Coming to Russia's Doorstep: America's Stealth F-35 Joint Strike Fighter

Coming to Russia's Doorstep: America's Stealth F-35 Joint Strike Fighter

Moscow should worry. 


The United States Air Force might deploy the Lockheed Martin F-35 Joint Strike Fighter to the Baltics for an air-policing role once the new stealth aircraft becomes operational later this year. The new fighter is to enter service with the Air Force with an interim software capability called Block 3i that offers limited combat capability.

“We would like to have F-35s—for example—do some Baltic air policing,” Gen. Herbert “Hawk” Carlisle, commander of Air Combat Command told the House Armed Services Committee (HASC) on July 13. “That’s one of the missions NATO does up in the Baltic regions—Estonia, Latvia, Lithuania—in that part of the world and put F-35s up to demonstrate. As I talk to the air chiefs over in Europe in this past week, all of them are very interested for their own countries to be able to see the visibility of that airplane out doing operational missions.”


Carlisle said that the F-35 deployments would be similar to those carried out by its larger twin-engine Lockheed Martin F-22 Raptor stable-mate—that is to send a message to potential adversaries such as Russia. The Air Force’s elite Raptor squadrons often undertake theatre security package missions where twelve jets will deploy to a location for a period of time. More recently, F-22 units have been practicing deploying smaller packages of up to four aircraft called Rapid Raptor—which was pioneered by Lt. Col. Kevin ‘Showtime’ Sutterfield at the 477th Fighter Group in Alaska.

Meanwhile, Carlisle told the HASC that he needs as many fifth-generation assets as he can get. As such, the Air Force is making sure that the F-22 is upgraded with the latest technology. Moreover, the Air Force is looking at possible options to upgrade its oldest Raptors that at are based at Tyndall Air Force Base in Florida with the 43rd Fighter Squadron.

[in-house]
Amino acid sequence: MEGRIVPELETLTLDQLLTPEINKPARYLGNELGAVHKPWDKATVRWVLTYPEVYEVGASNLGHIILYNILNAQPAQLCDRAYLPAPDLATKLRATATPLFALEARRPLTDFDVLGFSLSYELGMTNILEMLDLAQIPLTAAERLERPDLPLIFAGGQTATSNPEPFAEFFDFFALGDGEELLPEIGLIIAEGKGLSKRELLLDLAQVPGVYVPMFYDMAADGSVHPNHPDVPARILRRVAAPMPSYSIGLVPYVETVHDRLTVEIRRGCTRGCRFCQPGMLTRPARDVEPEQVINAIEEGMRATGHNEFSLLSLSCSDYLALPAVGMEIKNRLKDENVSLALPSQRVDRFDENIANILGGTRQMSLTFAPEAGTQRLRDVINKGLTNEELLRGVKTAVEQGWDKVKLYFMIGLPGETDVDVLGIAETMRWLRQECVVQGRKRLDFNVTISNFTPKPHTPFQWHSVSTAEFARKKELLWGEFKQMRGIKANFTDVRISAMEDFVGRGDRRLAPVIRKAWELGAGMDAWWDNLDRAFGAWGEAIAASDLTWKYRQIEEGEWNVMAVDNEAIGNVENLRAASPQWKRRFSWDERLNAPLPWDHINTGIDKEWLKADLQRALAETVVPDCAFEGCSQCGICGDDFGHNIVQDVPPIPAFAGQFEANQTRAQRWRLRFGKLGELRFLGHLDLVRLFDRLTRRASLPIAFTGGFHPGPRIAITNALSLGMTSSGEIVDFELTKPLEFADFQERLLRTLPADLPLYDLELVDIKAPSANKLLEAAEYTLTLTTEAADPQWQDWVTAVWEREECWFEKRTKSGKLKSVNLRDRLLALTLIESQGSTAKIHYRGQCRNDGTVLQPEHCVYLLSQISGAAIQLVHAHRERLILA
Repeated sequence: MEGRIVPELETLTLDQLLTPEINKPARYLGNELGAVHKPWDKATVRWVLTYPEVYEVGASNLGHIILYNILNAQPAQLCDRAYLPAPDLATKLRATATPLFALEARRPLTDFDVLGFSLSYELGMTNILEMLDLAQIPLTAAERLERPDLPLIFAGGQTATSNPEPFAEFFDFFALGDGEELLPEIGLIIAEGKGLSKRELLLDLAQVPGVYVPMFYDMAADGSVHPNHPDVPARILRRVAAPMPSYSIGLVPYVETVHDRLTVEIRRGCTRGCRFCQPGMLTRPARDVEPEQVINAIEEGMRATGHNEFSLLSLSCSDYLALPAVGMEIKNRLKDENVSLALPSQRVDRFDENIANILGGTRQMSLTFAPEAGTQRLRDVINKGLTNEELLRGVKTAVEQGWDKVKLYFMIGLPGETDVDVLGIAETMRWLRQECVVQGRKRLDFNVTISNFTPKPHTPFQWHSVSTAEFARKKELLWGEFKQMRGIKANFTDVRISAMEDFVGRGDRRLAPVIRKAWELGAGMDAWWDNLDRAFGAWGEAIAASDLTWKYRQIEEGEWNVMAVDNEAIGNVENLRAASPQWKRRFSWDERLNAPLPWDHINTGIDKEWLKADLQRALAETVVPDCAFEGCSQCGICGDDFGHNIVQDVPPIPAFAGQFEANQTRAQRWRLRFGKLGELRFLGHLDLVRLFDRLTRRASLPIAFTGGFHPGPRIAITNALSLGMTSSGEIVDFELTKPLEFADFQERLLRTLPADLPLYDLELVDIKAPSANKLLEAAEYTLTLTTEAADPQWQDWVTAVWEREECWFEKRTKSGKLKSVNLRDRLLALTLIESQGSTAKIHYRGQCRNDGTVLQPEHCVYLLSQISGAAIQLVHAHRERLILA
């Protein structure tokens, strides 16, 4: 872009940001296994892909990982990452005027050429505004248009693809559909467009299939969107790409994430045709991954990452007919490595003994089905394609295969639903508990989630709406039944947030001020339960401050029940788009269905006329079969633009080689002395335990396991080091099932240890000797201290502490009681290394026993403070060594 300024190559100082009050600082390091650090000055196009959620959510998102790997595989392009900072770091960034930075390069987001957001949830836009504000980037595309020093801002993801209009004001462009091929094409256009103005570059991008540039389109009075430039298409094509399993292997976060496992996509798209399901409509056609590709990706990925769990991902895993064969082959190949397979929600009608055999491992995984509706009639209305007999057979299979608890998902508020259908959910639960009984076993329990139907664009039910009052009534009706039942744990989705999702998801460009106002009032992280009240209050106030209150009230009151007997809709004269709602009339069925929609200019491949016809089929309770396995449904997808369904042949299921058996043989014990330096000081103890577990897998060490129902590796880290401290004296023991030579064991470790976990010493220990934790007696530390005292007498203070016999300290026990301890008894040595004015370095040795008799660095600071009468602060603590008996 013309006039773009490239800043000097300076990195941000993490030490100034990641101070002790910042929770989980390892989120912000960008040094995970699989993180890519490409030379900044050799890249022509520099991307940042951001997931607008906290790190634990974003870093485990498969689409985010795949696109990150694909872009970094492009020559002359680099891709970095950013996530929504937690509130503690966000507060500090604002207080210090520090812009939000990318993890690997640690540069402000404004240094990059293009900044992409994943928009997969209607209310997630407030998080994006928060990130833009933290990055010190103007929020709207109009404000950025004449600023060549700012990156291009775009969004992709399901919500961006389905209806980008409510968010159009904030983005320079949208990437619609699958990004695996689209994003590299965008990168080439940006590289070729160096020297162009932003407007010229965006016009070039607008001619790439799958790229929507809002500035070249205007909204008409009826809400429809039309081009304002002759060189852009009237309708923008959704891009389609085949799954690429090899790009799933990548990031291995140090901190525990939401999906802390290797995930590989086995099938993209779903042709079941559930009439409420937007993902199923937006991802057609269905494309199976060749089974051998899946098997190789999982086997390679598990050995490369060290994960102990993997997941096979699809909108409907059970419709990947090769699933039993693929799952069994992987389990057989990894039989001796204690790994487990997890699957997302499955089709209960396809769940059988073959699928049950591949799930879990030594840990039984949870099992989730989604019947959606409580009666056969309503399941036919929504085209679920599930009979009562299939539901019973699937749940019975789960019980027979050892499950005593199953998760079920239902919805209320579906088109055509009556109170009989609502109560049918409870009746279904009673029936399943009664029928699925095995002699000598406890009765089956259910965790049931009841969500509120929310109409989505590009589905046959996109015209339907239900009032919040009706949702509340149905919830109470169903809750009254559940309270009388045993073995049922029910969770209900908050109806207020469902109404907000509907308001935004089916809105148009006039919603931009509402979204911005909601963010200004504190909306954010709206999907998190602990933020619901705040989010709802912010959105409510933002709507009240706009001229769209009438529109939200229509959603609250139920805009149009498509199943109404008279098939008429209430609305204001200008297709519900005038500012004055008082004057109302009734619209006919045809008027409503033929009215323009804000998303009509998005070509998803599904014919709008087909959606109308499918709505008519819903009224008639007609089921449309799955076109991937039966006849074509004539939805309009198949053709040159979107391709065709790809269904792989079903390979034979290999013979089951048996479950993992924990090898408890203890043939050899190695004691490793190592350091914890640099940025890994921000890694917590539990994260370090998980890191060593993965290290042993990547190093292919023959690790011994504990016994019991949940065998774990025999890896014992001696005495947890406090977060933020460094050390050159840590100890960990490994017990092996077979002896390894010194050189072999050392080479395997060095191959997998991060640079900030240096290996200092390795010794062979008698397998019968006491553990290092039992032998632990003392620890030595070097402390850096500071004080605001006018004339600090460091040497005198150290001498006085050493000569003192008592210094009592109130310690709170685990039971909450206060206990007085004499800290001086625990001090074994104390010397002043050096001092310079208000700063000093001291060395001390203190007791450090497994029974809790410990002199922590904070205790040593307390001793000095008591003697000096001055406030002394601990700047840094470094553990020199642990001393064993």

Those oldest Raptors are currently stuck in an obsolescent Increment 2 configuration and are used purely for training. Bringing those jets up to a tactically useful configuration would help the Air Force to squeeze more capability out of its tiny 186-aircraft Raptor fleet. “I would love to take the 43rd Fighter Squadron’s jets down at Tyndall and upgrade them,” Carlisle said. “If it was a cost that was within reason—and with everything else I’m trying to do, I could do—I would consider doing that. We’re right now looking very hard at what it would take to upgrade those airplanes to the latest block capability.”

Carlisle said that resurrecting the original version of the F-22 Raptor might not be a good idea, but the Air Force could use either a modernized version of jet or a next-generation Raptor-like capability. The problem is that the Raptor was built using technology that is now woefully dated. It would take a huge investment of time and money to get the production line up and running—particularly the subcontractors. “We probably would not bring an F-22 back in the form it’s in today,” Carlisle said. “I think that’s technology that’s 30 years old, frankly.”

That being said, Carlisle said that the Air Force might be able to use the lessons learned from the F-22 and F-35 to develop a next-generation capability similar to the Raptor. “Maybe there is something in an F-22-like capability we could bring that’s the next generation,” Carlisle said. Thus the Raptor’s next-generation successor will draw lessons from the current fifth-generation.

Dave Majumdar is the defense editor for The National Interest. You can follow him on Twitter: @davemajumdar.